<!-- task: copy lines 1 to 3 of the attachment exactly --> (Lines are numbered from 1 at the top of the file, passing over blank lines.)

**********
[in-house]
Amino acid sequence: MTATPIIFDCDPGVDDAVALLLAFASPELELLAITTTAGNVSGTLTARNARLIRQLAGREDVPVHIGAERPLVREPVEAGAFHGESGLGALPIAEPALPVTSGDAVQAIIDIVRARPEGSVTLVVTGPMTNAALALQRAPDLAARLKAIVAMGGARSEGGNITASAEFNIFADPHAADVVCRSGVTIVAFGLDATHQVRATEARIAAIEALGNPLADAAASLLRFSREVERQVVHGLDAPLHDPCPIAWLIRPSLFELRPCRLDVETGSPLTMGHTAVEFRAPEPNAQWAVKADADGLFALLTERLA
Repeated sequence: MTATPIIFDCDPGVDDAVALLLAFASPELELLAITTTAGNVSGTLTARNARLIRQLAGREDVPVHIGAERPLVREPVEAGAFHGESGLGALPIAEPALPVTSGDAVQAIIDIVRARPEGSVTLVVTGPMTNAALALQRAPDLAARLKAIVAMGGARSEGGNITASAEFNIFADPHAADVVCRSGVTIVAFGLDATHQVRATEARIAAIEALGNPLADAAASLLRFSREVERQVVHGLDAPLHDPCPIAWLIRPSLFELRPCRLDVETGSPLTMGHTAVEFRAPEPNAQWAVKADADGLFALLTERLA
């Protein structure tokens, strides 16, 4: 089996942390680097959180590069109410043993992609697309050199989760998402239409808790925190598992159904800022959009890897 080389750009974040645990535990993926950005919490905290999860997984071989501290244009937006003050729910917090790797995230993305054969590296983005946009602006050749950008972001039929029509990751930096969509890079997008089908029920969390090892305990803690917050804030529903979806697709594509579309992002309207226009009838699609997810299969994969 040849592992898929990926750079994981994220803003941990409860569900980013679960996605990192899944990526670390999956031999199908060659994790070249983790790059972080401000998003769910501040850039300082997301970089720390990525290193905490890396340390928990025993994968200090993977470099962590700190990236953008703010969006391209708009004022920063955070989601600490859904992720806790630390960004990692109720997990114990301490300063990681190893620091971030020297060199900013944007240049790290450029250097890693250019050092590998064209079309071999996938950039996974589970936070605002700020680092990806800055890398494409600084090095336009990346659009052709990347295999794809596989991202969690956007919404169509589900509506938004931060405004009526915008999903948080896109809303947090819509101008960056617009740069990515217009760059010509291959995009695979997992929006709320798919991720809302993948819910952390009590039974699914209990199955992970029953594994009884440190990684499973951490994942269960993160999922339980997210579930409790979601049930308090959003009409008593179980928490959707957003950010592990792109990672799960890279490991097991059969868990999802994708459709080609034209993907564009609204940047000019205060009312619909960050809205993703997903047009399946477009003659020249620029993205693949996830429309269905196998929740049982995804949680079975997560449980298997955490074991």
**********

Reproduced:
[in-house]
Amino acid sequence: MTATPIIFDCDPGVDDAVALLLAFASPELELLAITTTAGNVSGTLTARNARLIRQLAGREDVPVHIGAERPLVREPVEAGAFHGESGLGALPIAEPALPVTSGDAVQAIIDIVRARPEGSVTLVVTGPMTNAALALQRAPDLAARLKAIVAMGGARSEGGNITASAEFNIFADPHAADVVCRSGVTIVAFGLDATHQVRATEARIAAIEALGNPLADAAASLLRFSREVERQVVHGLDAPLHDPCPIAWLIRPSLFELRPCRLDVETGSPLTMGHTAVEFRAPEPNAQWAVKADADGLFALLTERLA
Repeated sequence: MTATPIIFDCDPGVDDAVALLLAFASPELELLAITTTAGNVSGTLTARNARLIRQLAGREDVPVHIGAERPLVREPVEAGAFHGESGLGALPIAEPALPVTSGDAVQAIIDIVRARPEGSVTLVVTGPMTNAALALQRAPDLAARLKAIVAMGGARSEGGNITASAEFNIFADPHAADVVCRSGVTIVAFGLDATHQVRATEARIAAIEALGNPLADAAASLLRFSREVERQVVHGLDAPLHDPCPIAWLIRPSLFELRPCRLDVETGSPLTMGHTAVEFRAPEPNAQWAVKADADGLFALLTERLA